Peruvian leftover rice and beans or 'tacu tacu'

The inventive leftovers in the Latin American Cookbook

With just a few precious ingredients, slaves managed to create some of this region’s most highly prized dishes

The Latin American Cookbook is a truly satisfying culinary survey, not just because it collects together 600 recipes from this botanically and culturally rich and diverse region, but also because its authors, the Peruvian chef Virgilio Martínez, the James-Beard-nominated writer and photographer Nicholas Gill and Mater Iniciativa, contextualize these dishes, giving readers insight into how they make them, and also how these dishes came to be.

Plenty of these dishes arise from the region’s own, singular range of ingredients and peoples. There are recipes that descend directly from Aztec and Mayan kitchens, and which feature some of Latin America’s most famous exports, such as peppers, maize and potatoes.

Other inclusions have more recent, and less edifying origins. As our book explains, European colonialists introduced slavery to much of this region, importing slaves from Africa to work in newly established plantations. 


The Solar do Unhão, a sixteenth-century complex that was once a distribution center for sugar produced from Bahian plantations in Brazil. Photo: Nicholas Gill
The Solar do Unhão, a sixteenth-century complex that was once a distribution center for sugar produced from Bahian plantations in Brazil. Photo: Nicholas Gill


Some managed to break free, and went on to found their own communities and cookery techniques, as our new book notes. “In 1533, a slave ship headed to Peru was wrecked along Ecuador’s northern coast and the escaped Africans fled into the jungle, setting up maroon settlements that merged with the indigenous groups already living there. As the community grew and expanded throughout the Esmeraldas province, they created a distinct Afro-Ecuadorian culture with its own music, art, and cuisine.”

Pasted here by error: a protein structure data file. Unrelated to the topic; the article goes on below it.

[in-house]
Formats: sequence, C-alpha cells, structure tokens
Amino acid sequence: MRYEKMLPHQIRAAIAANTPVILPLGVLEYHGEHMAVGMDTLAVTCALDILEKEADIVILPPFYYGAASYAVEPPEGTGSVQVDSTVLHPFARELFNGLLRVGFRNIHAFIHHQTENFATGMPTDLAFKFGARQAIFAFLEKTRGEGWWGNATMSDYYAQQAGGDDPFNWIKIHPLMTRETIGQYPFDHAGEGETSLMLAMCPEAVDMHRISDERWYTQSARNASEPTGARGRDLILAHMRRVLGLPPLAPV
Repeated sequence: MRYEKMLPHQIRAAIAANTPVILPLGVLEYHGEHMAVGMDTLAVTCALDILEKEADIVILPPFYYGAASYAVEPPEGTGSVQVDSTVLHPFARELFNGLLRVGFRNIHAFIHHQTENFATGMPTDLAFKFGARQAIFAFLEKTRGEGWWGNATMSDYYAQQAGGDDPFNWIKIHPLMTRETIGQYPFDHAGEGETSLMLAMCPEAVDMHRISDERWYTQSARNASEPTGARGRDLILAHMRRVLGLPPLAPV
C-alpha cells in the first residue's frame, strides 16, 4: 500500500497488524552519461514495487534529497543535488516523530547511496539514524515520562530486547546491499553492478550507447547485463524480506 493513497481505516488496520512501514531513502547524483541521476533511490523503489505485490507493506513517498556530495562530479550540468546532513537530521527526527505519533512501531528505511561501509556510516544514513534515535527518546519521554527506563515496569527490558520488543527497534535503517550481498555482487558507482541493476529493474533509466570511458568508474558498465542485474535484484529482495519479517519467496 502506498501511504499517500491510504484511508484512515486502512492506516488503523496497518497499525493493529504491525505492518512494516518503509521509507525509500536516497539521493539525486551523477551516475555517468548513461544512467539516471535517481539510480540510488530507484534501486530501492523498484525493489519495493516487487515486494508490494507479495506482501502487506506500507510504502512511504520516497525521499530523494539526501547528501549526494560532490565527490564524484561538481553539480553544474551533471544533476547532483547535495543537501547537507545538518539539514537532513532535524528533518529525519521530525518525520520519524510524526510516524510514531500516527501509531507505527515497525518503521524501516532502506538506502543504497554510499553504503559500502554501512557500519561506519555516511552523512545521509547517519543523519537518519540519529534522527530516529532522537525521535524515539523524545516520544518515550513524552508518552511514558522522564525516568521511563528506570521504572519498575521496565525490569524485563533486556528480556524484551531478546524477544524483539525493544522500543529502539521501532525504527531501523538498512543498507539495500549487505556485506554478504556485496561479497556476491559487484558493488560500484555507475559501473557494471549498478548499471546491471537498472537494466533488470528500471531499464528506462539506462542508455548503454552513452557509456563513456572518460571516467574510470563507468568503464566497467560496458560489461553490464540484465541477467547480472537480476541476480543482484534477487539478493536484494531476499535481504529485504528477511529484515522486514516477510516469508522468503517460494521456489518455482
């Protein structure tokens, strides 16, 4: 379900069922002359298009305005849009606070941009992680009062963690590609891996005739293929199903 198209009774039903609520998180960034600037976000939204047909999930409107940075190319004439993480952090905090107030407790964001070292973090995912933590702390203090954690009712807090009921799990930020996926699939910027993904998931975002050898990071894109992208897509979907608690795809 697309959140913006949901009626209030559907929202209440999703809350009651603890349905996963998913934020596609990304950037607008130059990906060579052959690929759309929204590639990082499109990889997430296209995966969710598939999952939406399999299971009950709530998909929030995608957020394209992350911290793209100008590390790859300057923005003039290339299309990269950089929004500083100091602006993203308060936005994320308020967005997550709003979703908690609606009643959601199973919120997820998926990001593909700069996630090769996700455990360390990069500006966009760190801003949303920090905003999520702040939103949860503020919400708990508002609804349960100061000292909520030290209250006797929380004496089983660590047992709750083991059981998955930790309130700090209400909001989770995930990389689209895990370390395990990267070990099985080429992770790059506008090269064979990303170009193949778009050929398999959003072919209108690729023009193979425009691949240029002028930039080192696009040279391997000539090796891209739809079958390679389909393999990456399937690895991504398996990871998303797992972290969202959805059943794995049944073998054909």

The slave trade also brought with it a few African ingredients, such as okra and tamarind, to the Americas. However, on the whole, slaves in this part of the world often had to cook with the basest of ingredients when preparing their own food. The Latin American Cookbook lists recipes such as Brazilian cheese rolls (made from leftover yuca starch), and Peruvian pig’s feet in peanut sauce - ‘one of the great undiscovered dishes of Peruvian gastronomy’ - created by slaves, who took base ingredients and turned them into truly prized delicacies, many of which are prized by diners across the continent.

The Peruvian leftover rice and beans dish, known locally as ‘tuca tuca’ certainly falls into this camp. “Derived from the Quechua word takuy, which means ‘to combine one thing with another’, slaves working on coastal sugar and cotton plantations during Peru’s colonial period created tacu tacu, seasoning and frying leftover rice and beans or lentils from the day before,” according to the text in The Latin American Cookbook. “It has become one of the ultimate criollo [Latin American of Spanish descent] dishes, often stuffed with shellfish in a spicy sauce or partially hidden beneath Bistec Apanado (breaded and fried pounded steak) with fried bananas and a fried egg.

“Tacu tacu can be a circular mound when filling the entire pan, or it can be shaped like a teardrop with the spatula when only filling part of the pan,” the book goes on. “It’s usually served with several accompaniments, such as some salsa criolla, ají amarillo sauce, or a small carafe of olive oil to be drizzled on top.”


The Latin American Cookbook
The Latin American Cookbook


The dish’s original cooks probably weren’t afforded such luxuries, though thankfully, today, pretty much anyone can enjoy their culinary inventiveness. To get the recipe for this dish, all the others mentioned, as well as much more besides, order a copy of The Latin American Cookbook here.